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Diesel engine cooling system components and operation

Diesel engine cooling system components and operation

Learning Objectives:

  • Recognize the corresponding components of the cooling system.
  • Understand the working principles of the cooling system.
  • Understand the function of a radiator

Apparatus: Diesel Engine Test Bed


Combustion of the air-fuel mixture in the cylinders generates heat which produces high pressure, to force the piston down in the power stroke.

Not all of this heat can be converted into useful work on the piston, and it must be removed to prevent the seizure of moving parts. 

This is the role of the cooling system. Most engines are liquid-cooled.

A liquid-cooled system uses water coolant. Basically, coolant flows through passages in the engine and through a radiator. 

The radiator accepts hot coolant from the engine and lowers its temperature. Air flowing around, and through the radiator takes heat from the coolant.

Learn All About Vehicle Radiator


  • The Radiator
  • Radiator Cooling Fans
  • Pressure Cap & Reserve Tank
  • Water Pump
  • Thermostat
  • Bypass System
  • Freeze Plugs
  • Head Gaskets & Intake Manifold Gaskets


The radiator core is usually made of flattened aluminium tubes with aluminium strips that zigzag between the tubes. 

These fins transfer the heat in the tubes into the air stream to be carried away from the vehicle.

On each end of the radiator core is a tank, usually made of plastic, that covers the ends of the radiator.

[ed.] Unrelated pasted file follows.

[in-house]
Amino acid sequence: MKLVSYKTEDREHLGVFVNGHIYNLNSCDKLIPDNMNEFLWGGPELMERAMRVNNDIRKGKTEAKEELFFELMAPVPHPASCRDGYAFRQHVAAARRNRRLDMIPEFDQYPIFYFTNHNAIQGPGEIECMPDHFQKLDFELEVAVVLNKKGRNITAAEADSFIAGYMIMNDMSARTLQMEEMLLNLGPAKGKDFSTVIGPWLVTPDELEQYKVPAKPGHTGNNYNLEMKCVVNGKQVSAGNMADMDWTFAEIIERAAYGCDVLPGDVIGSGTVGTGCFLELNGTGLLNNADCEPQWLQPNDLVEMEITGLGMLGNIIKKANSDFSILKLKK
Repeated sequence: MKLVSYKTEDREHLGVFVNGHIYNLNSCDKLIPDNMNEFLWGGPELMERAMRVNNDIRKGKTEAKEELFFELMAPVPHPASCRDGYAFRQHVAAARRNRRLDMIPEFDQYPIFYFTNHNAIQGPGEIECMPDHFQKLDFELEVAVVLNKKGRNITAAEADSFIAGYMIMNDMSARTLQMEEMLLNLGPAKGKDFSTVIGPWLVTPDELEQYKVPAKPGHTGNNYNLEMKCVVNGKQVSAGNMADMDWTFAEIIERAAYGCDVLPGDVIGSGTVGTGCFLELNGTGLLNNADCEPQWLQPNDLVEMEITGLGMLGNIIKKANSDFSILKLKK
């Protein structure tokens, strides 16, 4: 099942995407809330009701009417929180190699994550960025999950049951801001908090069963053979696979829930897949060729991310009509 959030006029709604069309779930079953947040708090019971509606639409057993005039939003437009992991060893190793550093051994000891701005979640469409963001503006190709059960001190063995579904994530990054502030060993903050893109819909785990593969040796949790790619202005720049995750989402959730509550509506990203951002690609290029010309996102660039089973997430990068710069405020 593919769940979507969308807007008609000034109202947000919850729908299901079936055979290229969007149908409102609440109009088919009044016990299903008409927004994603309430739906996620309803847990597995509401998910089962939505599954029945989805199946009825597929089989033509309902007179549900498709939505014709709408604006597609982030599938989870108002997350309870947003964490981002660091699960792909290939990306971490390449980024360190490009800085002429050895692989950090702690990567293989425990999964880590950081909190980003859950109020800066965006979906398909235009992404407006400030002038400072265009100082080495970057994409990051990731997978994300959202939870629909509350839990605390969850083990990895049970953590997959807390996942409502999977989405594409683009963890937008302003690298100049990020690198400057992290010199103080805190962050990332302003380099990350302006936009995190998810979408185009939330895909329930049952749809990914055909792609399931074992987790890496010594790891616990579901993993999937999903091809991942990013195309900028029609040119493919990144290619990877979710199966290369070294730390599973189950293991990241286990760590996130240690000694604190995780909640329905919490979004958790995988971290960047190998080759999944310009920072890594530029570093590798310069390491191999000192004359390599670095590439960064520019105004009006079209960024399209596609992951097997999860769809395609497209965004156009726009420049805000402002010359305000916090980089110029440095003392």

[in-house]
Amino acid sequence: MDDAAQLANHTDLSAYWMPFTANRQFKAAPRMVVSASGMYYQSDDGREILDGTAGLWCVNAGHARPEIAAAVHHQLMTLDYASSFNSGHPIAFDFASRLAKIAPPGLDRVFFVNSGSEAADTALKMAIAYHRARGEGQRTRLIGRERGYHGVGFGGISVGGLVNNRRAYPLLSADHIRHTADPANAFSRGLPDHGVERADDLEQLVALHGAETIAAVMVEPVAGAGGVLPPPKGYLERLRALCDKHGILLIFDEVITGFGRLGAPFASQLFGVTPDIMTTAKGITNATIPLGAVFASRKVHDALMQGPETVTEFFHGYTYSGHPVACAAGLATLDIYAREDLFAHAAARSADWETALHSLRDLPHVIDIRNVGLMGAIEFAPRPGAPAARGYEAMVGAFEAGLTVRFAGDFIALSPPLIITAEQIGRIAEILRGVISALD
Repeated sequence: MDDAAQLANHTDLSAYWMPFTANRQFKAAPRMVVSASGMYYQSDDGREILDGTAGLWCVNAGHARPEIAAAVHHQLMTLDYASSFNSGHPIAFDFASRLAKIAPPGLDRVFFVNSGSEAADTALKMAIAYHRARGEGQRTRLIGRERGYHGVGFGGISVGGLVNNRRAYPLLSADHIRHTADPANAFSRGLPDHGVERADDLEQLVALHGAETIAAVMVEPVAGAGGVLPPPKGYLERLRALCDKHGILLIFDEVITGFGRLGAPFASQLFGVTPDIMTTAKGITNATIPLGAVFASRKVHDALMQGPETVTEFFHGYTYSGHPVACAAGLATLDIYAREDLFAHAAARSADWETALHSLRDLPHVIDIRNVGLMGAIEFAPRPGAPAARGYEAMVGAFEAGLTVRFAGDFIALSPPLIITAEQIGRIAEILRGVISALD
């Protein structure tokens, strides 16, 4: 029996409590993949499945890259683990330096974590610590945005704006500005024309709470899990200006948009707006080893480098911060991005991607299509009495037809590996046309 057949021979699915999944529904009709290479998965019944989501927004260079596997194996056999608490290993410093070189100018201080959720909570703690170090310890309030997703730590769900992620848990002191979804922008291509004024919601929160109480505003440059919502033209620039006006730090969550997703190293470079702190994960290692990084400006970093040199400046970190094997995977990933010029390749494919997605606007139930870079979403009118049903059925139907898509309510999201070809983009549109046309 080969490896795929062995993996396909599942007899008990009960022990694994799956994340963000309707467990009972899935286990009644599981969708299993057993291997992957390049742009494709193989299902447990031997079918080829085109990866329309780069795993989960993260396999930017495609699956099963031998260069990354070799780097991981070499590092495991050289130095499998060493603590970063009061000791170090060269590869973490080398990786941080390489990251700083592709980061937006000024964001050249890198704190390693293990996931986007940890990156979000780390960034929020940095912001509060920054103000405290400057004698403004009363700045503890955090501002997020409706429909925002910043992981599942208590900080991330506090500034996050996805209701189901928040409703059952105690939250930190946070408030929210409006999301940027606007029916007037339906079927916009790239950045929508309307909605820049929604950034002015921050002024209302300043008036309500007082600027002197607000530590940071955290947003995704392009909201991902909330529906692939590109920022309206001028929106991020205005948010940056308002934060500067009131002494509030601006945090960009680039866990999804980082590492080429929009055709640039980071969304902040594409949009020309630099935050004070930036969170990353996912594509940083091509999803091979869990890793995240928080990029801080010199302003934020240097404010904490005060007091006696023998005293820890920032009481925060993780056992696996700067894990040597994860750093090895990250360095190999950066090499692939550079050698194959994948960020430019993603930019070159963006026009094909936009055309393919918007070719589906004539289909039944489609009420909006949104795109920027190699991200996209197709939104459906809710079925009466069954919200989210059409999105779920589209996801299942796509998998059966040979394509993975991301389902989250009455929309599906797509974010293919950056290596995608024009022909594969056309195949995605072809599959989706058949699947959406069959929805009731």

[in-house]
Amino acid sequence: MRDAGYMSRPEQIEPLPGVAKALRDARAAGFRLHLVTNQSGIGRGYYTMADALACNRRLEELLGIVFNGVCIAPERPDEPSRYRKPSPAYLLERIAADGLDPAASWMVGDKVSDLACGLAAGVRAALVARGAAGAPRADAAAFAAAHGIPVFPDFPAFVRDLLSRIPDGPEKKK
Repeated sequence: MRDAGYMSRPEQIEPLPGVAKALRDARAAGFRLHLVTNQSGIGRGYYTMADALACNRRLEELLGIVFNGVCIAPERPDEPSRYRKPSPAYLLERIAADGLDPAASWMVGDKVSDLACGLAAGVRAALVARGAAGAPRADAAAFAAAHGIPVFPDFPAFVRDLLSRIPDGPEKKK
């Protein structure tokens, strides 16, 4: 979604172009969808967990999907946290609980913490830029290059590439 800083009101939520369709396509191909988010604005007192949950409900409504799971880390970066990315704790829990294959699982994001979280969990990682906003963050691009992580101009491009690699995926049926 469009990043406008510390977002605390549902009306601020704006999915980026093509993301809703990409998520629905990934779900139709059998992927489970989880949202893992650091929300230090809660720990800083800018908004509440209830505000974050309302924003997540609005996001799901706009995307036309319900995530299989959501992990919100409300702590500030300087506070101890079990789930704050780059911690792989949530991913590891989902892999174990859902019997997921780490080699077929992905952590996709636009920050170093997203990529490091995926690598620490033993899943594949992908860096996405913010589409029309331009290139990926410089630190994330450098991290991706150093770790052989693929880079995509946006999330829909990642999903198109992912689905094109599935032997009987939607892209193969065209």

Learn All About Vehicle Radiator

Radiator Fan:

Mounted on the back of the radiator on the side closest to the engine, inside a housing that is designed to protect fingers and direct the airflow. 

These fans are there to keep the airflow going through the radiator while the vehicle is going slow or is stopped with the engine running. 

If these fans stopped working, every time you came to a stop, the engine temperature would begin rising.

How to Change Cooling-Fan Switch in Your Vehicle

Pressure cap and reserve tank

As coolant gets hot, it expands. Since the cooling system is sealed, this expansion causes an increase in pressure in the cooling system, which is normal and part of the design. 

When coolant is under pressure, the temperature where the liquid begins to boil is considerably higher. 

This pressure, coupled with the higher boiling point of ethylene glycol, allows the coolant to safely reach temperatures in excess of 250 degrees.

The radiator pressure cap is a simple device that will maintain pressure in the cooling system up to a certain point. 

If the pressure builds up higher than the set pressure point, there is a spring-loaded valve, calibrated to the correct pounds per square inch (psi), to release the pressure.

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Symptoms of a Bad Radiator Cap (and How to Inspect)

Water Pump: